Monday, October 4, 2010

NES Month: Jeopardy

  • Publisher: GameTek
  • Developer: Rare
  • Platform/Release: NES: September 1988
  • Genre: Quiz
  • Rarity/Cost: Common (US$1-10)
If there's one genre Seanbaby would call me out on for liking, it's game show-licensed video games. I can understand why people hate the genre; you don't physically win all the money and fabulous prizes you worked so hard to earn, and each game lasts only, what, fifteen minutes at most depending on the game. But whether I like the source material or I'm just a braniac, there are some I just happen to love. The flagship out of them all was Jeopardy! for the NES. It's also the one I have the most nostalgia for, even when I wasn't even old enough to answer the stuff correctly. Could it have been the reason why "jeopardy" was the first word I ever wrote, or was I just a fan of the TV show? Even I don't remember!

The company GameTek published all the major game show licenses up to the late 1990s. This includes Jeopardy!, Wheel of Fortune, Hollywood Squares, Family Feud, and more. The first wave of their titles was Jeopardy! and Wheel of Fortune, both released in September 1988 and developed by Rare. Yes sir, they did loads of stuff before Donkey Kong Country and GoldenEye 007 made them famous in the 90s. And this, after their ZX Spectrum game Jetpac, was one of the first titles they developed.

Jeopardy! is very straightforward as quiz games go. Players answer questions, based on category and dollar value, given in the form of answers and must respond with their answers in the form of questions. Correct questions earn you money based on the answer's value, and incorrect questions take that much money away from you. If I've lost you already, then you clearly haven't been around for the show's 50-plus-year run. So we'll start with the options available to you during this game's setup.
No Trebek, no problem. [1]
First, you set the number of human players, up to 3. You can choose to fill up the remaining slots with computer players, and set their difficulties. Then, each player takes turns setting their names and which character they want to use as their avatar. You may notice that the host is never shown on screen, but given later, non-Rare-developed Jeopardy! games, perhaps we should be thankful. Now, you may be wondering how they were able to handle three human players with only two controller ports on the NES. There are games out there that let two players pass around one controller, but Jeopardy! handles it a little differently. Players 1 and 3 share the first controller, and player 2 gets the second controller all to his/herself.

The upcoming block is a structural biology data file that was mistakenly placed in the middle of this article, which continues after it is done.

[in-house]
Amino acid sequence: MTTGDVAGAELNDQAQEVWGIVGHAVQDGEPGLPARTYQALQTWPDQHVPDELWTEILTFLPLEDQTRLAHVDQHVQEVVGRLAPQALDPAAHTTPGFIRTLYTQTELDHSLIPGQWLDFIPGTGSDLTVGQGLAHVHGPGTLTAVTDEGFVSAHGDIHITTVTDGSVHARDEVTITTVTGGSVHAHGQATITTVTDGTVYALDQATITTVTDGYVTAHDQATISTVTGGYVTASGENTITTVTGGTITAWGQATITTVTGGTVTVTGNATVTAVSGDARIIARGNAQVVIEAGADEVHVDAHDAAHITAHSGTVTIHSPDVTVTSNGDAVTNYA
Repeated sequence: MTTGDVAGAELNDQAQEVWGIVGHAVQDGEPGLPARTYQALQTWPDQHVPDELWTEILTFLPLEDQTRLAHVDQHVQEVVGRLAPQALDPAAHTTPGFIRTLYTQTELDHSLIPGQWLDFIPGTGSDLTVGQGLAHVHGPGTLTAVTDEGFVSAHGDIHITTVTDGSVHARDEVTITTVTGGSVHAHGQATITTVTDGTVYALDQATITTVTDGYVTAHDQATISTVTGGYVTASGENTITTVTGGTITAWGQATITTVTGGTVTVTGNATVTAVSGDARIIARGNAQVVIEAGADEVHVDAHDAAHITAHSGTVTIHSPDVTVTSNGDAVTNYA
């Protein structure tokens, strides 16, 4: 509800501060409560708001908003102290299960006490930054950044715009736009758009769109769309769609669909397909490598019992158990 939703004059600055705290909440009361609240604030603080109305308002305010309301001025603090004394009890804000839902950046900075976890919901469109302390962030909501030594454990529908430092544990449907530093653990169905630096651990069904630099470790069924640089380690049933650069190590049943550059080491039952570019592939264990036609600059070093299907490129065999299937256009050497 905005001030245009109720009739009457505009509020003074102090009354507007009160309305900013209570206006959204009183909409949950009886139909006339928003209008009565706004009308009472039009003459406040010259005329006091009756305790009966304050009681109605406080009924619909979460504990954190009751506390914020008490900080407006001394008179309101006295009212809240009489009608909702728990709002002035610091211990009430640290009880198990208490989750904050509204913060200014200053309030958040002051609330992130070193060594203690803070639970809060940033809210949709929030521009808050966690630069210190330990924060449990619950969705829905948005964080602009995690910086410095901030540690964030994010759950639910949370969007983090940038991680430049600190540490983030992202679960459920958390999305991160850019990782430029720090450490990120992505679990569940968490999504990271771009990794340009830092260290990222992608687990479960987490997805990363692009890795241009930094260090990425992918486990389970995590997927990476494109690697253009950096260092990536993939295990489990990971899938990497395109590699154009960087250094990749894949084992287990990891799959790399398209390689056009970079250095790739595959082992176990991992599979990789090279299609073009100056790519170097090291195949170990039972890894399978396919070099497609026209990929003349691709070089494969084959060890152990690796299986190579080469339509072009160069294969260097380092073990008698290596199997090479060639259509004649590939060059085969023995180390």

As in the TV edition, one player chooses an answer based on category and dollar value, and then the answer appears on screen for (up to) ten seconds. During that time, any of the players can buzz in and give a question. This is done by pressing any direction on the Control Pad (players 1 and 2) or the A or B button (player 3). Whoever buzzed in has to type in their response within 40 seconds. To simplify matters, the game handles phrases such as "what is", "who is", "what are the", etc., so you just have to answer it as if you were given a question in the first place. The game does accept alternate spellings for some questions (e.g. "Henry VIII", "Henry the 8th", and "Henry the Eighth"), but not out-and-out misspellings (e.g. "Yangtze" is accepted, but not "Yangtse").
You don't have to fill in the "what is" phrases yourself. [1]
Once the first board is cleared, the game progresses to Double Jeopardy mode, where all dollar values are doubled. On both boards, there are randomly-placed Super Jeopardy questions where the person who chose it gets to wager any amount of money, up to their current total. And then, once both boards are cleared, the game wraps up with Final Jeopardy. The players are given a category and must make a wager before the answer is given, after which they take turns giving questions. In this version, players have to go by the honor system; everyone who's not writing a question in Final Jeopardy must take it upon themselves to look away from the screen. Once everyone is done, the money is tallied up, the winner is decided, and the game ends. Repeat as often as your interest holds up.

Since Jeopardy! on the NES is a straightforward port of a straightforward game show, there's nothing much wrong with it. The computer's level of challenge is just about right for the difficulty you pick at the start of the game, but instead of giving out-and-out wrong questions, they beef it with garbled versions of the right response. But since you can jump in to answer a question at any time, waiting your turn isn't as much of an issue as in other game show games. Most of the challenge comes from the answers themselves, making Jeopardy! nearly, if not as much fun to play alone against the computer as with others.

Control: 5 questions out of 5
Design: 5 questions out of 5
Graphics: 2 questions out of 5
Sound: 3 questions out of 5
Value: 4 questions out of 5
The Call: 80% (B)
P.S. The Soviet Union still exists in this game, so keep that in mind, Millenials.

[1] "Jeopardy! - NES Screenshots". MobyGames.

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